Review: ‘Evil Aliens’

High energy and low humor make for a giddy ride in "Evil Aliens." Splat-stick comedy about nasty E.T.'s facing off against equally crass humans reps a big leap for helmer Jake West, whose sophomore feature (following the 1998 "Razor Blade Smile") will make him an instant hero among horror geeks.

High energy and low humor make for a giddy ride in “Evil Aliens.” Splat-stick comedy about nasty E.T.’s facing off against equally crass humans reps a big leap for helmer Jake West, whose sophomore feature (following the 1998 “Razor Blade Smile”) will make him an instant hero among horror geeks. Cross-over to mainstream auds is iffier, since pic’s humor is less critically-approved “Shaun of the Dead” ilk and more the gore-soaked, MPAA-problematic stripe defined by the original “Evil Dead” and Peter Jackson’s “Dead Alive.” Specialized theatrical play is likely, with long afterlife guaranteed as a rental, home purchase, and midnight-movie item.

Prologue sets the tone as a not particularly attractive couple vigorously copulating in an open field is disturbed by unwelcome visitors. Captive on a spaceship, duo undergoes most invasive procedures, notably an anal probe that all by itself assures “Evil Aliens” a chilly reception from the MPAA.

Meanwhile, low ratings dog Michelle Fox (Emily Booth), Elvira-like hostess of TV tabloid skein “Weird World.” Given one last chance by her producer, she seizes on a newspaper story about a woman, Cat Williams, who claims to have been abducted and impregnated by space critters.

Michelle assembles her usual crew: cameraman Ricky (Sam Butler) and his stoner sound guy Jack (Peter McNeil O’Connor); two actors for a “reenactment,” tart Candy (Jodie Shaw) and flaming queen Bruce (Nick Smithers); plus Gavin (Jamie Honeybourne), a pimply uber-nerd brought along to be the on-camera “expert.”

Most of them expect this latest scoop to be another case of fraud or delusion. Their spirits sink upon realizing destination is a single-family, pub-free farming peninsula off the Welsh coast that becomes inaccessible at high tide.

The Williams clan is as inbred as they come, with three near-feral grown brothers who refuse to speak English living in a farmhouse decorated “Texas Chainsaw”-style. Lone sister Cat (Jennifer Evans) is friendlier and stubbornly clings to her story that her advanced pregnancy resulted from an alien abduction just a few days ago and that her missing boyfriend died a horrible death on the spaceship.

Brisk pace turns into frantic nonstop action fairly early on, with expletive-riddled campy dialogue, shameless sexploitation (a human dweeb-meets-alien dominatrix interlude recalls “Team America’s” notorious marionette-porn), good if obvious CGI effects, and mass quantities of over-the-top gore ensuring viewers will be convulsed by either laughter or disgust.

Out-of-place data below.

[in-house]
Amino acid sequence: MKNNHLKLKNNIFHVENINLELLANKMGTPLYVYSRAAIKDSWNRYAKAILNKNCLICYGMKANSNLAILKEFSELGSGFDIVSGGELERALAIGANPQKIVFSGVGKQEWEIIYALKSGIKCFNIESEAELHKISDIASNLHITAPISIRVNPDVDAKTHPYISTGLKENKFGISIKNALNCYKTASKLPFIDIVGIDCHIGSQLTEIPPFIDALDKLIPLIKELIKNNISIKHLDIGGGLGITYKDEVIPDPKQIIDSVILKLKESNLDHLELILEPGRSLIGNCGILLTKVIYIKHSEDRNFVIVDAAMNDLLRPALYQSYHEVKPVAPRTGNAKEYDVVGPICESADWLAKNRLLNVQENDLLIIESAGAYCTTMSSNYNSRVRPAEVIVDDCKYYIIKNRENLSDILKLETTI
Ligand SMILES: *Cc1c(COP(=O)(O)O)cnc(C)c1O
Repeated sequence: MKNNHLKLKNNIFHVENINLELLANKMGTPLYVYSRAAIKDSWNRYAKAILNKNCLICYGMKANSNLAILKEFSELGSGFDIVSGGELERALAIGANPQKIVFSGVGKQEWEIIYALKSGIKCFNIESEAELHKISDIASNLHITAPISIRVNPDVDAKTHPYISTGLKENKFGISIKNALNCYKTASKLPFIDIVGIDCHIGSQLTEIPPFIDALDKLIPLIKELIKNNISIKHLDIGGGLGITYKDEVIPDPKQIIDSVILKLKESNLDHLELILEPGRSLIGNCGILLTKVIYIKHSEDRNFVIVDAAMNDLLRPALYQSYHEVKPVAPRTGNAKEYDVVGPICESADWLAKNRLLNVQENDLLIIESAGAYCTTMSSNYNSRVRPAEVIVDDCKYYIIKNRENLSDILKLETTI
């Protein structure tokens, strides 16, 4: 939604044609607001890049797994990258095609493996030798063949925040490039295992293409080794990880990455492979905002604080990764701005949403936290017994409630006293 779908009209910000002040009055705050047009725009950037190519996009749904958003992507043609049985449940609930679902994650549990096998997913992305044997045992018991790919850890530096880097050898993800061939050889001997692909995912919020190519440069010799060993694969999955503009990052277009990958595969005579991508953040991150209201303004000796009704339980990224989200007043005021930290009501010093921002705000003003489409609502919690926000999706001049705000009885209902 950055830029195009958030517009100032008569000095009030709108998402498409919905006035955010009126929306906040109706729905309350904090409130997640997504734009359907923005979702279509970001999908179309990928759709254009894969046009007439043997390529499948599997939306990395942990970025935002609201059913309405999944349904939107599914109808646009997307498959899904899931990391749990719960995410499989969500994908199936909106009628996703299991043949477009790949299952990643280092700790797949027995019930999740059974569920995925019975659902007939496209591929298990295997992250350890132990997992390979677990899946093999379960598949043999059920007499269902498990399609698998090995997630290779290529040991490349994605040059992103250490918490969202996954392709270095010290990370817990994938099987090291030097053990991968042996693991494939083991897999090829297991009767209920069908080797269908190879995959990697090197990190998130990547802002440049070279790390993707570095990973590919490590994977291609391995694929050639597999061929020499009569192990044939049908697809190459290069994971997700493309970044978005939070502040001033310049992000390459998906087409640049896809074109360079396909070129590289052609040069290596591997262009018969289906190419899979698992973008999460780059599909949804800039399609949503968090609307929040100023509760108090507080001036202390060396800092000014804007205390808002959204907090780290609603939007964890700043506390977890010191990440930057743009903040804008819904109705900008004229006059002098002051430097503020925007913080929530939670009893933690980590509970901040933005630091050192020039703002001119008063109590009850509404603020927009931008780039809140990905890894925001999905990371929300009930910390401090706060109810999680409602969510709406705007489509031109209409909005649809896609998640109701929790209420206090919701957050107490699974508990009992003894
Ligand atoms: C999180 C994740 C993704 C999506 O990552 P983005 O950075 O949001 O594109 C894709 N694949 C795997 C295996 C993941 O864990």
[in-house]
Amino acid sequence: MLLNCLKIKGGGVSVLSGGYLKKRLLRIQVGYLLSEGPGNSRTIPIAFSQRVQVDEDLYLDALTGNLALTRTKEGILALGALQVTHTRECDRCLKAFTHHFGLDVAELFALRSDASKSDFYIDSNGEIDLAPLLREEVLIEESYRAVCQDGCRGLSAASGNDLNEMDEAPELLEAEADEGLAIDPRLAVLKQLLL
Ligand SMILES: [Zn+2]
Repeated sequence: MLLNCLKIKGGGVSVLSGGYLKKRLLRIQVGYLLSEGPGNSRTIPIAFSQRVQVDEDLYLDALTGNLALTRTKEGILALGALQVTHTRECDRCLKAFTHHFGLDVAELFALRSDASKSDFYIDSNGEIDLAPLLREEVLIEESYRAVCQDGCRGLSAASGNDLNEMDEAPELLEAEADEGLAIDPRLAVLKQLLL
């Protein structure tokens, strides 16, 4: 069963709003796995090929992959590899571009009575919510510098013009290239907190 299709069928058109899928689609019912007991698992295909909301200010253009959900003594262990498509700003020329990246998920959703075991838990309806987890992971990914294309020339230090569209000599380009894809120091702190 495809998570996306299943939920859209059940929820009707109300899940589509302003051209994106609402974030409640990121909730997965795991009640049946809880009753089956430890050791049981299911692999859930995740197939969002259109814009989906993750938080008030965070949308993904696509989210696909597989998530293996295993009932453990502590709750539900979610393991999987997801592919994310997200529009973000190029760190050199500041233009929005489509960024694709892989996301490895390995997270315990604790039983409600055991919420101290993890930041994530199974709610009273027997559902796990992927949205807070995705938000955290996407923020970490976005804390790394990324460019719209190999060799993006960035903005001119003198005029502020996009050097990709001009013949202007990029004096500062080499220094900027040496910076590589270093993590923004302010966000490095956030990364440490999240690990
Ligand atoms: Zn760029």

Many in-joke refs to genre classics and conventions, not to mention the extreme violence/sex content, make it clear that West is pitching pic strictly to the faithful. It would be a pity if cuts were made to pull “Evil Aliens” back from “unrated” territory, since its bad-taste excess is the whole joke.

There are moments when crudity trumps bonhomie — that shrieking gay character is too close to’60s comedy-relief stereotypes, for instance — but feature moves too fast to pall more than one fleeting moment at a time.

Allowing for a certain deliberate cheesiness, modestly budgeted effort is pretty much aces on all tech and design levels. Perfs are suitably enthusiastic; subtlety is not on the agenda here.

Evil Aliens



A Falcon Media Ltd. production. Produced by Tim Dennison. Executive producer, Quentin Reynolds. Directed, written, edited by Jake West.


Camera (color, HD-to-35mm), Jim Solan; music, Richard Wells; music supervisor, Alison Wright; production designer, Neil Jenkins; set decorator, John Bentley; costume designer, Cal Westbrook; sound (Dolby Digital), Ben Meechan; special makeup f/x, Life Creations; digital f/x supervisor, Llyr Williams; assistant directors, Bill Myall, Debs Tarrier. Reviewed at Another Hole in the Head Film Festival, San Francisco, June 6, 2005. Running time: 92 MIN.


Emily Booth, Samuel Butler, Jennifer Evans, Jamie Honeybourne, Peter McNeil O'Connor, Nick Smithers, Jodie Shaw, Chris Adamson, Norman Lovett, Chris Thomas, Mark Richard Williams.
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